Malware Analysis Report: Nemucod Ransomware

What is Nemucod?

Nemucod is a Trojan that downloads potentially malicious files to an infected computer. According to Symantec, Nemucod was first discovered in December of 2015 and was associated with downloading malware including Teslacrypt, a variant of ransomware.

Want to defend against Teslacrypt and other forms of ransomware? Learn how using a subset of the CIS Critical Security Controls (CIS Controls) Implementation Group 1.


How Does Nemucod Work?

Nemucod is commonly spread through spam or phishing emails that contain malicious attachments. These emails are normally disguised as a department of an organization claiming that the attached file is vital information that requires opening to view. When an unsuspecting user opens the attachment, malicious code is run and further malware is downloaded on the affected machine.

Deep Dive: Nemucod Analysis from NYC DOITT SOC

A major threat vehicle being leveraged by attackers is the popular Nemucod variant. The NYCC DoITT SOC has acquired samples of the Microsoft JSCRIPTs being used in the Nemucod usage, and we conclude their observations below to learn more about the threat, its tactics and intent.

Obfuscated JSCRIPT

Leveraging JSCRIPT is a popular method by attackers with the intent of planting native Microsoft JSCRIPT code via attachments that end with a .js extension.

The objective of the obfuscation can be easily broken by defenders with knowledge of the JSCRIPT language for de-obfuscation and recover the source code.
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Deobfuscating the code

Once we recovered the source code, we were able to read the true intent.  This JSCRIPT produces C2 Malware Serving Domains intended to deliver the “a1.exe” and other payloads.

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Source Code Analysis

Nemucod is a network bound transport mechanism for attackers. This means they need all of the following WSCRIPT OBJECTS to achieve their intended objectives when bringing their weapons via the network/Internet. Without these four objects, a network bound attack via Nemucod cannot succeed.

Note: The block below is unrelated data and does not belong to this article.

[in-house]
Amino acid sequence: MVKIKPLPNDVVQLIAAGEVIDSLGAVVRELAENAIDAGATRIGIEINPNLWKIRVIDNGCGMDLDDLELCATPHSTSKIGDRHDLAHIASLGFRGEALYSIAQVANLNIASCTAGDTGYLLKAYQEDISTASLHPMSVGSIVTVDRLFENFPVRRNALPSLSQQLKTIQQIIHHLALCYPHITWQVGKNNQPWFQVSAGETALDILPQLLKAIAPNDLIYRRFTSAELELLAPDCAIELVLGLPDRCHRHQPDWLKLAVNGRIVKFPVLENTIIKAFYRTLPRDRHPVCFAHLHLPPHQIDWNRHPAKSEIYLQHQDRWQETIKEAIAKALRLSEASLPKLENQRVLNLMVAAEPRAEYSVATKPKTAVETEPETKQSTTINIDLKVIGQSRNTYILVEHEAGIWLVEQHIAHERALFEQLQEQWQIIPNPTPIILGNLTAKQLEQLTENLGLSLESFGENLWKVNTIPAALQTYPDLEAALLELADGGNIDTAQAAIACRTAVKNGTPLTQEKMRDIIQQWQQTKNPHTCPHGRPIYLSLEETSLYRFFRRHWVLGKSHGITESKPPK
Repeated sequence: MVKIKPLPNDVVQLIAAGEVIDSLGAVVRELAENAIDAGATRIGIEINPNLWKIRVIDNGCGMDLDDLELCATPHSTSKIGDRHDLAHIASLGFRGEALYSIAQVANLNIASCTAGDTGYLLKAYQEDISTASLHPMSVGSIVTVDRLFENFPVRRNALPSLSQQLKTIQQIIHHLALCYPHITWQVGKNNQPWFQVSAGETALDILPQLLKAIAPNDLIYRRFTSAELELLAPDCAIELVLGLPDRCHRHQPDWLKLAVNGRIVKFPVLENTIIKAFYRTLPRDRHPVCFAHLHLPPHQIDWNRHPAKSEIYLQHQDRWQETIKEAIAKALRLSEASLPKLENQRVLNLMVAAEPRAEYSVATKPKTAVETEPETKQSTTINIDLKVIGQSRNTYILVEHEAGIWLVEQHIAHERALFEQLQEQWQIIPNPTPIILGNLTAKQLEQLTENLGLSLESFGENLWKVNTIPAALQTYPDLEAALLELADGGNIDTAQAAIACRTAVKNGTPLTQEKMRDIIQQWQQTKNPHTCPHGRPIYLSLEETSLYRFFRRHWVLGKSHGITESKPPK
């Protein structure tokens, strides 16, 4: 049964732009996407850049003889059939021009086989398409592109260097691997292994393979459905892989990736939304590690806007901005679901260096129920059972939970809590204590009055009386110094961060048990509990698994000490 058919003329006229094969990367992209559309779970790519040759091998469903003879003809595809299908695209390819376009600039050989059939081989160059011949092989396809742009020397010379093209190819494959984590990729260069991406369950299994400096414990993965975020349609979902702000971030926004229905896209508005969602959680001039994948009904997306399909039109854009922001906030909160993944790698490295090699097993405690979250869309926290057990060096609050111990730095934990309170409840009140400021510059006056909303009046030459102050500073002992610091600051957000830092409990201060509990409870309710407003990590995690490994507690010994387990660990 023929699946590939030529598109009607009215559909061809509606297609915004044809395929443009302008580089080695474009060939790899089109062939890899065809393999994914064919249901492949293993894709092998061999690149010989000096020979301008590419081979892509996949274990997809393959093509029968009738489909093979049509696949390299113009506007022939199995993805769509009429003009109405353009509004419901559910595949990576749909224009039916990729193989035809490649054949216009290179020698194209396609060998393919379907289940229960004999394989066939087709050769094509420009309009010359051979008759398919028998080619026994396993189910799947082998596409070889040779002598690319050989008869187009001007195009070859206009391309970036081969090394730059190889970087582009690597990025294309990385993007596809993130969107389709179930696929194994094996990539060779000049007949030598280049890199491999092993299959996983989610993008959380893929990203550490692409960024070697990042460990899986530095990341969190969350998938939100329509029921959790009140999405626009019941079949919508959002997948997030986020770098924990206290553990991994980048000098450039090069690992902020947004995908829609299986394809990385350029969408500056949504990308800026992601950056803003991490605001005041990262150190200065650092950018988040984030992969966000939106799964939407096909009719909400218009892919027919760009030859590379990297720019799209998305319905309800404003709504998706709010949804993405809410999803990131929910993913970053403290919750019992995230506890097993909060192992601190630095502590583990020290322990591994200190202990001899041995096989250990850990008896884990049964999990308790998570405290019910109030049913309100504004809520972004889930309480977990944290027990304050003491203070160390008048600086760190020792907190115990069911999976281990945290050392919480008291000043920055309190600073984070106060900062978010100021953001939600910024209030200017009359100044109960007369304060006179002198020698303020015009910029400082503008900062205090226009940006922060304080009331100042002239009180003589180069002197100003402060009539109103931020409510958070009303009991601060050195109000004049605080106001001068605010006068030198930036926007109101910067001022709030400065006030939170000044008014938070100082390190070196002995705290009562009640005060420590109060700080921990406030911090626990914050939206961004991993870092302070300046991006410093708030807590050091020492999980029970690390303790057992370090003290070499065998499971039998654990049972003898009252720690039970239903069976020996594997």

• Establish a Runtime Environment for the Code: WSCRIPT Object [ WScript.Shell
    • Attackers need this method to successfully run the JSCRIPT code commands to completion. Without this object, it is improbable that attackers can succeed using Microsoft JSCRIPT
  • Create connections: WSCRIPT Object [ MS12XMLHTTP ]
    • This method is used to open socket, send through the socket and close the socket
  •  Serialize data from connections: WSCRIPT Object [ ADODB.Stream ]
    • JSCRIPT cannot process data on its own, therefore attackers need this object to deserialize the data from the network connection, write it to a file and store it intact on the disk of the operating system
  • Create Files on Filesystems: WSCRIPT Object [ Scripting.FilesystemObject ]
    • Attackers leverage this object to write files on the native operating system. Therefore atttackers are using this object to successfully write the intended ransomware payload.

Threat Intelligence

The recovered source code shows a basic yet effective usage of a loop to create several URLs that are obfuscated. These URLs are put together by the following code:

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Malware Serving Domains ( MSDs ): These domains will be queried to request two payloads:

An executable with a “.exe” extension
An executable with a “.php” extension

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Sample Analyzed: 1.js | 084140E186169A4B1AC27FC1B122AB663B0F01DA919C1067DBC687C099DD3535

 Obfsucated Code:

The source code reveals two layers of obfuscation: Standard JSCRIPT Packing and anonymization of variables, string substitution, and standard mathematical operations. Character Arrays with obfuscated values

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Functional Progamming usage to leverage object oriented programming and calling WScript Methods

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XOR encryption: A function named “W” without the quotes is the star of the XOR show

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*** NOTE: Special XOR mechanism seen

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 Recovered Source Code:

  • Once the defender defeats the obfuscation, the real intent of the JSCRIPT is revealed.
  • Attackers intent to conduct network bound requests to the domain seen in function zQgEu
  • Once the reach that domain, they will have a transfer of data, they will transform this data into a PE executable file written to the Windows User’s Folder that is located under the value of the %TEMP% environment variable
  • The final payload delivered will be given a name by the function named “A(tD)”. For victims of this variant, they can expect to see the payload written as: fba78f7b394b170c2efcb26fdb4c7b3b.exe

Recovered Source Code by DoITT SOC

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